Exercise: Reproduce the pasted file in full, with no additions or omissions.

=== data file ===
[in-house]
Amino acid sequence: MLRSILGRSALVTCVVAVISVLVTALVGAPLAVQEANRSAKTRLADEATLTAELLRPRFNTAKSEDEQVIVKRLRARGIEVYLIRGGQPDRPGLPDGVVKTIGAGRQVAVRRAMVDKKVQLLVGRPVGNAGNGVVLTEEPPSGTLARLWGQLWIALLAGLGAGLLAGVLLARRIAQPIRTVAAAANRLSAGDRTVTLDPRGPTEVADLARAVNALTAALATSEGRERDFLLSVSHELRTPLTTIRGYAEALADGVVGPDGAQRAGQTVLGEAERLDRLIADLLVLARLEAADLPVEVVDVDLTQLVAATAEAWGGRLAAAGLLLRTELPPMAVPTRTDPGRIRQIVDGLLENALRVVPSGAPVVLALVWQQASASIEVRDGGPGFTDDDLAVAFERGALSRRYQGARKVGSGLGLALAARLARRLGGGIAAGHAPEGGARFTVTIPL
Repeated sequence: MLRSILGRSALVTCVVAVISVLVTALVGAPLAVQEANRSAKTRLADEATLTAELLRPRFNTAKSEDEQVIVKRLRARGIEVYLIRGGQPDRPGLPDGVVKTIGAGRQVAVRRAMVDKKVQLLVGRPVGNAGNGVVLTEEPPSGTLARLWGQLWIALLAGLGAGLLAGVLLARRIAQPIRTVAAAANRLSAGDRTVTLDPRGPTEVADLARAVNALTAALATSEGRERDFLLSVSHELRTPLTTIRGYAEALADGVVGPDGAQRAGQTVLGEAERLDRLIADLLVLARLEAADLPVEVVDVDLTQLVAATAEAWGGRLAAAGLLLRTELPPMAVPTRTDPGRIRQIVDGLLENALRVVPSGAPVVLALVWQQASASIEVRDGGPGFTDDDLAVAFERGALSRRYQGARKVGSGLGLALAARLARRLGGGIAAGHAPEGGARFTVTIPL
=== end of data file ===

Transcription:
[in-house]
Amino acid sequence: MLRSILGRSALVTCVVAVISVLVTALVGAPLAVQEANRSAKTRLADEATLTAELLRPRFNTAKSEDEQVIVKRLRARGIEVYLIRGGQPDRPGLPDGVVKTIGAGRQVAVRRAMVDKKVQLLVGRPVGNAGNGVVLTEEPPSGTLARLWGQLWIALLAGLGAGLLAGVLLARRIAQPIRTVAAAANRLSAGDRTVTLDPRGPTEVADLARAVNALTAALATSEGRERDFLLSVSHELRTPLTTIRGYAEALADGVVGPDGAQRAGQTVLGEAERLDRLIADLLVLARLEAADLPVEVVDVDLTQLVAATAEAWGGRLAAAGLLLRTELPPMAVPTRTDPGRIRQIVDGLLENALRVVPSGAPVVLALVWQQASASIEVRDGGPGFTDDDLAVAFERGALSRRYQGARKVGSGLGLALAARLARRLGGGIAAGHAPEGGARFTVTIPL
Repeated sequence: MLRSILGRSALVTCVVAVISVLVTALVGAPLAVQEANRSAKTRLADEATLTAELLRPRFNTAKSEDEQVIVKRLRARGIEVYLIRGGQPDRPGLPDGVVKTIGAGRQVAVRRAMVDKKVQLLVGRPVGNAGNGVVLTEEPPSGTLARLWGQLWIALLAGLGAGLLAGVLLARRIAQPIRTVAAAANRLSAGDRTVTLDPRGPTEVADLARAVNALTAALATSEGRERDFLLSVSHELRTPLTTIRGYAEALADGVVGPDGAQRAGQTVLGEAERLDRLIADLLVLARLEAADLPVEVVDVDLTQLVAATAEAWGGRLAAAGLLLRTELPPMAVPTRTDPGRIRQIVDGLLENALRVVPSGAPVVLALVWQQASASIEVRDGGPGFTDDDLAVAFERGALSRRYQGARKVGSGLGLALAARLARRLGGGIAAGHAPEGGARFTVTIPL